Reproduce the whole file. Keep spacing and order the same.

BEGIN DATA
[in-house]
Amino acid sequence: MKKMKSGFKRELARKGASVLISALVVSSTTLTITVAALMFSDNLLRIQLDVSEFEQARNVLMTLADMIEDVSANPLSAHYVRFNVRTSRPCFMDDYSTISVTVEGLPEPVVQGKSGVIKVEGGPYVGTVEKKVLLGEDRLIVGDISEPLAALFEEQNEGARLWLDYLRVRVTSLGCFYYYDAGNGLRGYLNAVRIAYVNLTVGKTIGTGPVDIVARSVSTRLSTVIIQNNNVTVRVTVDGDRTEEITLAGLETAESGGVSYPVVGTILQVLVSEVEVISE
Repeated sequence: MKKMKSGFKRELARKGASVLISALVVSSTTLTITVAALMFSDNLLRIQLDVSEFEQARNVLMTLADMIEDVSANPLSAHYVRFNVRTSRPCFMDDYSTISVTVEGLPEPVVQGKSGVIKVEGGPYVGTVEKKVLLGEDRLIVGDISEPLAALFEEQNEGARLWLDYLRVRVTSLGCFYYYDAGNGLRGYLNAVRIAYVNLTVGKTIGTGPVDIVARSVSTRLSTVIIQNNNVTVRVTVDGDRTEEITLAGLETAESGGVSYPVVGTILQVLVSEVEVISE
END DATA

[in-house]
Amino acid sequence: MKKMKSGFKRELARKGASVLISALVVSSTTLTITVAALMFSDNLLRIQLDVSEFEQARNVLMTLADMIEDVSANPLSAHYVRFNVRTSRPCFMDDYSTISVTVEGLPEPVVQGKSGVIKVEGGPYVGTVEKKVLLGEDRLIVGDISEPLAALFEEQNEGARLWLDYLRVRVTSLGCFYYYDAGNGLRGYLNAVRIAYVNLTVGKTIGTGPVDIVARSVSTRLSTVIIQNNNVTVRVTVDGDRTEEITLAGLETAESGGVSYPVVGTILQVLVSEVEVISE
Repeated sequence: MKKMKSGFKRELARKGASVLISALVVSSTTLTITVAALMFSDNLLRIQLDVSEFEQARNVLMTLADMIEDVSANPLSAHYVRFNVRTSRPCFMDDYSTISVTVEGLPEPVVQGKSGVIKVEGGPYVGTVEKKVLLGEDRLIVGDISEPLAALFEEQNEGARLWLDYLRVRVTSLGCFYYYDAGNGLRGYLNAVRIAYVNLTVGKTIGTGPVDIVARSVSTRLSTVIIQNNNVTVRVTVDGDRTEEITLAGLETAESGGVSYPVVGTILQVLVSEVEVISE